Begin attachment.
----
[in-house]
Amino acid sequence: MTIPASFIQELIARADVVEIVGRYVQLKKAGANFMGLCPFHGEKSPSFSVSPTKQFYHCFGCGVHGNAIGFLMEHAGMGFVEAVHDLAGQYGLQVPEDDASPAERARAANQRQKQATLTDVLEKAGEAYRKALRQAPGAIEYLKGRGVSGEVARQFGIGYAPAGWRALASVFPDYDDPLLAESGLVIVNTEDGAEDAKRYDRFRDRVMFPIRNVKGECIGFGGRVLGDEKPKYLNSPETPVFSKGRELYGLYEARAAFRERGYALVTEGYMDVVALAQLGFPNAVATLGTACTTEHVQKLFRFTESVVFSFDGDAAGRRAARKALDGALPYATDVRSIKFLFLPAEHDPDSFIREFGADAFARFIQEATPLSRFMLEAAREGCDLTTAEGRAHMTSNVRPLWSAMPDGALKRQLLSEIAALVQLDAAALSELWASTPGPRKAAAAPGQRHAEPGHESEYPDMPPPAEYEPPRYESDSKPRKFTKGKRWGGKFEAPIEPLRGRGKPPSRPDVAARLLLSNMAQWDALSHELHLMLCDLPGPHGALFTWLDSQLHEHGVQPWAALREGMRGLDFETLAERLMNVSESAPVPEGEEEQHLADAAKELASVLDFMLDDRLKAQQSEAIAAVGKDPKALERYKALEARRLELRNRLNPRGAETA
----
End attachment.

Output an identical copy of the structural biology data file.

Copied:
[in-house]
Amino acid sequence: MTIPASFIQELIARADVVEIVGRYVQLKKAGANFMGLCPFHGEKSPSFSVSPTKQFYHCFGCGVHGNAIGFLMEHAGMGFVEAVHDLAGQYGLQVPEDDASPAERARAANQRQKQATLTDVLEKAGEAYRKALRQAPGAIEYLKGRGVSGEVARQFGIGYAPAGWRALASVFPDYDDPLLAESGLVIVNTEDGAEDAKRYDRFRDRVMFPIRNVKGECIGFGGRVLGDEKPKYLNSPETPVFSKGRELYGLYEARAAFRERGYALVTEGYMDVVALAQLGFPNAVATLGTACTTEHVQKLFRFTESVVFSFDGDAAGRRAARKALDGALPYATDVRSIKFLFLPAEHDPDSFIREFGADAFARFIQEATPLSRFMLEAAREGCDLTTAEGRAHMTSNVRPLWSAMPDGALKRQLLSEIAALVQLDAAALSELWASTPGPRKAAAAPGQRHAEPGHESEYPDMPPPAEYEPPRYESDSKPRKFTKGKRWGGKFEAPIEPLRGRGKPPSRPDVAARLLLSNMAQWDALSHELHLMLCDLPGPHGALFTWLDSQLHEHGVQPWAALREGMRGLDFETLAERLMNVSESAPVPEGEEEQHLADAAKELASVLDFMLDDRLKAQQSEAIAAVGKDPKALERYKALEARRLELRNRLNPRGAETA